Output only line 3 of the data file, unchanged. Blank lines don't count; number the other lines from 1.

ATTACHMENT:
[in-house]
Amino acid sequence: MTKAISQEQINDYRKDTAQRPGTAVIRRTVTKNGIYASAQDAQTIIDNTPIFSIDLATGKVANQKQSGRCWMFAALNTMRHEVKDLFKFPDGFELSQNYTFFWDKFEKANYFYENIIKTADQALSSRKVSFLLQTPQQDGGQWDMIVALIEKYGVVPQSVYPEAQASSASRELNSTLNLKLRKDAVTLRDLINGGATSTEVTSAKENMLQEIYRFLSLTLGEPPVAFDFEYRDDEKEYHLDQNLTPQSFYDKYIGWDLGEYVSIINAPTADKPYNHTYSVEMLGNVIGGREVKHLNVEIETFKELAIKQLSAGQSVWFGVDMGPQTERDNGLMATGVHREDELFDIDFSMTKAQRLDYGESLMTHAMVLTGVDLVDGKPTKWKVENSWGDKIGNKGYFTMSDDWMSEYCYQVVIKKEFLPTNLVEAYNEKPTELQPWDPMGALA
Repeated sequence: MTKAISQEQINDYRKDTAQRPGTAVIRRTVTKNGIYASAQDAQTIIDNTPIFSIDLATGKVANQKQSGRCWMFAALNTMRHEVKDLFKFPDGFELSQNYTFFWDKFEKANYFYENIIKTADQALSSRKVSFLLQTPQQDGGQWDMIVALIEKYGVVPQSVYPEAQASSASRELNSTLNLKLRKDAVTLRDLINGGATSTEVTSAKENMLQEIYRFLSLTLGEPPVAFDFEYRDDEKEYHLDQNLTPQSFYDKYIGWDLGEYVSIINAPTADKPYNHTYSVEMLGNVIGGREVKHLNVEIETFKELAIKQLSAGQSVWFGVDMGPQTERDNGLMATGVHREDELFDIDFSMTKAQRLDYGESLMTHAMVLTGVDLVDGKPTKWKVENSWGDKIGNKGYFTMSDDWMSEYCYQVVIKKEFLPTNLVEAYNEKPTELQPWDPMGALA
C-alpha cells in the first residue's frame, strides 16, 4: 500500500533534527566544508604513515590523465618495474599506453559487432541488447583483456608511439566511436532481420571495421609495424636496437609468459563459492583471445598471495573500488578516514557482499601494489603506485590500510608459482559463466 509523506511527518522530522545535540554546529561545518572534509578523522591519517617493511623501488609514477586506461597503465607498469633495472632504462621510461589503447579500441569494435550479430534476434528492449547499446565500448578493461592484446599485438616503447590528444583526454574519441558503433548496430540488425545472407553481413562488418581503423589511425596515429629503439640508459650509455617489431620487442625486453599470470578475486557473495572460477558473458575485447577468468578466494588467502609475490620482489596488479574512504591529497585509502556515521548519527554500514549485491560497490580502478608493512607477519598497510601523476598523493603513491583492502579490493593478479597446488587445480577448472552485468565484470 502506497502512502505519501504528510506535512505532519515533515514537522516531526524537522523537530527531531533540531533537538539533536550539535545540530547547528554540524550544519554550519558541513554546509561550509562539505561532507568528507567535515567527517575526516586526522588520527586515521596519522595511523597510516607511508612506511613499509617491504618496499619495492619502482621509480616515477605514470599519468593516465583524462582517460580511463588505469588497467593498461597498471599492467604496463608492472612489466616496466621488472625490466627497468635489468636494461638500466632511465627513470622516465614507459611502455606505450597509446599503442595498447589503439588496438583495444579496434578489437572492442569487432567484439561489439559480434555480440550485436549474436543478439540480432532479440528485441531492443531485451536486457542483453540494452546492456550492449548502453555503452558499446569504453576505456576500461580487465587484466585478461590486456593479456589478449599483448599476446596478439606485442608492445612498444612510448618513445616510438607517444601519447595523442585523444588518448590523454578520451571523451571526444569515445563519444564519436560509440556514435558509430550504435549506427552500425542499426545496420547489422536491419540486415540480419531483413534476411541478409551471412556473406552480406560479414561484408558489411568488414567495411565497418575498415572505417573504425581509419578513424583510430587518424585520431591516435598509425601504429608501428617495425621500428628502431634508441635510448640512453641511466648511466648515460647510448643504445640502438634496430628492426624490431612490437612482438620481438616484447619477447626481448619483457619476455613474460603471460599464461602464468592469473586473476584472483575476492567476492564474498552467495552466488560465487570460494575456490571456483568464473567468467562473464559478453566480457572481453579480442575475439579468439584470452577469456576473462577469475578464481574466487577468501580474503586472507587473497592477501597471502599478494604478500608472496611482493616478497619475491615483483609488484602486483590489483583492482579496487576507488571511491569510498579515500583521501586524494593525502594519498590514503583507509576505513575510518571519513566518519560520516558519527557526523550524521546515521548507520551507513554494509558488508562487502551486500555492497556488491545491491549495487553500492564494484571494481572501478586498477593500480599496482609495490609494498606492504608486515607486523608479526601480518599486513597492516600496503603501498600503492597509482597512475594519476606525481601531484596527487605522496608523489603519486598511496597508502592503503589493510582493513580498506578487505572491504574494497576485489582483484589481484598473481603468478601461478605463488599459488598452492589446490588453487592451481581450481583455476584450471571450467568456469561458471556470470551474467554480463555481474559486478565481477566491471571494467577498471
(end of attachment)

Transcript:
Repeated sequence: MTKAISQEQINDYRKDTAQRPGTAVIRRTVTKNGIYASAQDAQTIIDNTPIFSIDLATGKVANQKQSGRCWMFAALNTMRHEVKDLFKFPDGFELSQNYTFFWDKFEKANYFYENIIKTADQALSSRKVSFLLQTPQQDGGQWDMIVALIEKYGVVPQSVYPEAQASSASRELNSTLNLKLRKDAVTLRDLINGGATSTEVTSAKENMLQEIYRFLSLTLGEPPVAFDFEYRDDEKEYHLDQNLTPQSFYDKYIGWDLGEYVSIINAPTADKPYNHTYSVEMLGNVIGGREVKHLNVEIETFKELAIKQLSAGQSVWFGVDMGPQTERDNGLMATGVHREDELFDIDFSMTKAQRLDYGESLMTHAMVLTGVDLVDGKPTKWKVENSWGDKIGNKGYFTMSDDWMSEYCYQVVIKKEFLPTNLVEAYNEKPTELQPWDPMGALA